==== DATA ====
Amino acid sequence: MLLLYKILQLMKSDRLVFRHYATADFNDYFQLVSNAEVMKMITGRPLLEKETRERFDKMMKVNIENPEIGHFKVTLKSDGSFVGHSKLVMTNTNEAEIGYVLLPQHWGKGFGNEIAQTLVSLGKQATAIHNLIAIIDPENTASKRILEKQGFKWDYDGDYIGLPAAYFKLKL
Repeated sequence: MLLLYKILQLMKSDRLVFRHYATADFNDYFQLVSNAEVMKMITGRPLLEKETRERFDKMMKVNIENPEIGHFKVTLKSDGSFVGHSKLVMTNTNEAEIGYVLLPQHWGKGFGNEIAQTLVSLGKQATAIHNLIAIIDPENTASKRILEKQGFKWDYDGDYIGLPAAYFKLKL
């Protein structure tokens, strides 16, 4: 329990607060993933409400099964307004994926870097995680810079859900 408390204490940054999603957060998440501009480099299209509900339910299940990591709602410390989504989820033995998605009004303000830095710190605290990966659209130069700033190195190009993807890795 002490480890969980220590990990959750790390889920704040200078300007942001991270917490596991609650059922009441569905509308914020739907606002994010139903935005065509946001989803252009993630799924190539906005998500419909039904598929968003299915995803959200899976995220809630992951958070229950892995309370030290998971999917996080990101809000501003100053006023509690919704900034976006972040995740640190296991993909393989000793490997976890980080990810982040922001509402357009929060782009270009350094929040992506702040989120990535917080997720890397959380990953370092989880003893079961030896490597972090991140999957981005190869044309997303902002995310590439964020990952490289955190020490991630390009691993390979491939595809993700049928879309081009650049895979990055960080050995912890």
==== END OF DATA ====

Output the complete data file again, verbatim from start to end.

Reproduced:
Amino acid sequence: MLLLYKILQLMKSDRLVFRHYATADFNDYFQLVSNAEVMKMITGRPLLEKETRERFDKMMKVNIENPEIGHFKVTLKSDGSFVGHSKLVMTNTNEAEIGYVLLPQHWGKGFGNEIAQTLVSLGKQATAIHNLIAIIDPENTASKRILEKQGFKWDYDGDYIGLPAAYFKLKL
Repeated sequence: MLLLYKILQLMKSDRLVFRHYATADFNDYFQLVSNAEVMKMITGRPLLEKETRERFDKMMKVNIENPEIGHFKVTLKSDGSFVGHSKLVMTNTNEAEIGYVLLPQHWGKGFGNEIAQTLVSLGKQATAIHNLIAIIDPENTASKRILEKQGFKWDYDGDYIGLPAAYFKLKL
């Protein structure tokens, strides 16, 4: 329990607060993933409400099964307004994926870097995680810079859900 408390204490940054999603957060998440501009480099299209509900339910299940990591709602410390989504989820033995998605009004303000830095710190605290990966659209130069700033190195190009993807890795 002490480890969980220590990990959750790390889920704040200078300007942001991270917490596991609650059922009441569905509308914020739907606002994010139903935005065509946001989803252009993630799924190539906005998500419909039904598929968003299915995803959200899976995220809630992951958070229950892995309370030290998971999917996080990101809000501003100053006023509690919704900034976006972040995740640190296991993909393989000793490997976890980080990810982040922001509402357009929060782009270009350094929040992506702040989120990535917080997720890397959380990953370092989880003893079961030896490597972090991140999957981005190869044309997303902002995310590439964020990952490289955190020490991630390009691993390979491939595809993700049928879309081009650049895979990055960080050995912890």